Portfolio Optimization with Entropic Value-at-Risk
Amir Ahmadi-Javid and
Papers from arXiv.org
The entropic value-at-risk (EVaR) is a new coherent risk measure, which is an upper bound for both the value-at-risk (VaR) and conditional value-at-risk (CVaR). As important properties, the EVaR is strongly monotone over its domain and strictly monotone over a broad sub-domain including all continuous distributions, while well-known monotone risk measures, such as VaR and CVaR lack these properties. A key feature for a risk measure, besides its financial properties, is its applicability in large-scale sample-based portfolio optimization. If the negative return of an investment portfolio is a differentiable convex function, the portfolio optimization with the EVaR results in a differentiable convex program whose number of variables and constraints is independent of the sample size, which is not the case for the VaR and CVaR. This enables us to design an efficient algorithm using differentiable convex optimization. Our extensive numerical study shows the high efficiency of the algorithm in large scales, compared to the existing convex optimization software packages. The computational efficiency of the EVaR portfolio optimization approach is also compared with that of CVaR-based portfolio optimization. This comparison shows that the EVaR approach generally performs similarly, and it outperforms as the sample size increases. Moreover, the comparison of the portfolios obtained for a real case by the EVaR and CVaR approaches shows that the EVaR approach can find portfolios with better expectations and VaR values at high confidence levels.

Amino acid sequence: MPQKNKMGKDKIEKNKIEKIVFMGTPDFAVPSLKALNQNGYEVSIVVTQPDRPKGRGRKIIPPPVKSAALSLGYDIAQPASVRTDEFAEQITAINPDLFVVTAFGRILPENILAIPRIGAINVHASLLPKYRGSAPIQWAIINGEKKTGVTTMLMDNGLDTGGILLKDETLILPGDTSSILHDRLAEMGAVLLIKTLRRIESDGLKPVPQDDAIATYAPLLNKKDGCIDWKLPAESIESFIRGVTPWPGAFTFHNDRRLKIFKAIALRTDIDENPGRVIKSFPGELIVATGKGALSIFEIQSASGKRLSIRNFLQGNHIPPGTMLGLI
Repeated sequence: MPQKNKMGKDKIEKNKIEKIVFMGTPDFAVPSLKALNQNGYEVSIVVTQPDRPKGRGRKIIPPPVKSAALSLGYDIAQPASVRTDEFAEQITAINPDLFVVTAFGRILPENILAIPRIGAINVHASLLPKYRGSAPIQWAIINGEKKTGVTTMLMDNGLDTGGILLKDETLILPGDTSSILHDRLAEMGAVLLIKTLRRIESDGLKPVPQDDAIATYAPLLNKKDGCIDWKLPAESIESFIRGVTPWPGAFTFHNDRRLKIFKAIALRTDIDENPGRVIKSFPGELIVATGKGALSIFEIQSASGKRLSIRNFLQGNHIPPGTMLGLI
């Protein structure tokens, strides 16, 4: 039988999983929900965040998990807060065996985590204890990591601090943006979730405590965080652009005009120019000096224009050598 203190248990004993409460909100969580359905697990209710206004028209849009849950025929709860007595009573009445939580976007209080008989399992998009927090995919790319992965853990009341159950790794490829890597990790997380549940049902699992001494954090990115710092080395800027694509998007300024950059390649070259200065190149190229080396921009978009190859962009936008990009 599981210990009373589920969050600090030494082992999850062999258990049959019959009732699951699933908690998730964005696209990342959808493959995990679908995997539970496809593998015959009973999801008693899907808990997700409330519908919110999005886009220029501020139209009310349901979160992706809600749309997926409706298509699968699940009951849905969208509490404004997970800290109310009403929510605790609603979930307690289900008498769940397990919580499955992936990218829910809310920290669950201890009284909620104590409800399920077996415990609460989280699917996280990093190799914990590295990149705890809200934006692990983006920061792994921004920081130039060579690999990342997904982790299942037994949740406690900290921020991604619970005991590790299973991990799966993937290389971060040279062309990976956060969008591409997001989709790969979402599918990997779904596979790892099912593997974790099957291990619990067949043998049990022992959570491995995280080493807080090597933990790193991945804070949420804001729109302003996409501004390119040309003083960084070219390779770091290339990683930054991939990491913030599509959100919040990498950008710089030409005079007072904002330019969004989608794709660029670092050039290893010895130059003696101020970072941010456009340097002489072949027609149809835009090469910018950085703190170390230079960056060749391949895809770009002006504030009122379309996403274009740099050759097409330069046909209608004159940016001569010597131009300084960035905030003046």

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Published in European Journal of Operational Research, 279(1), 225-241
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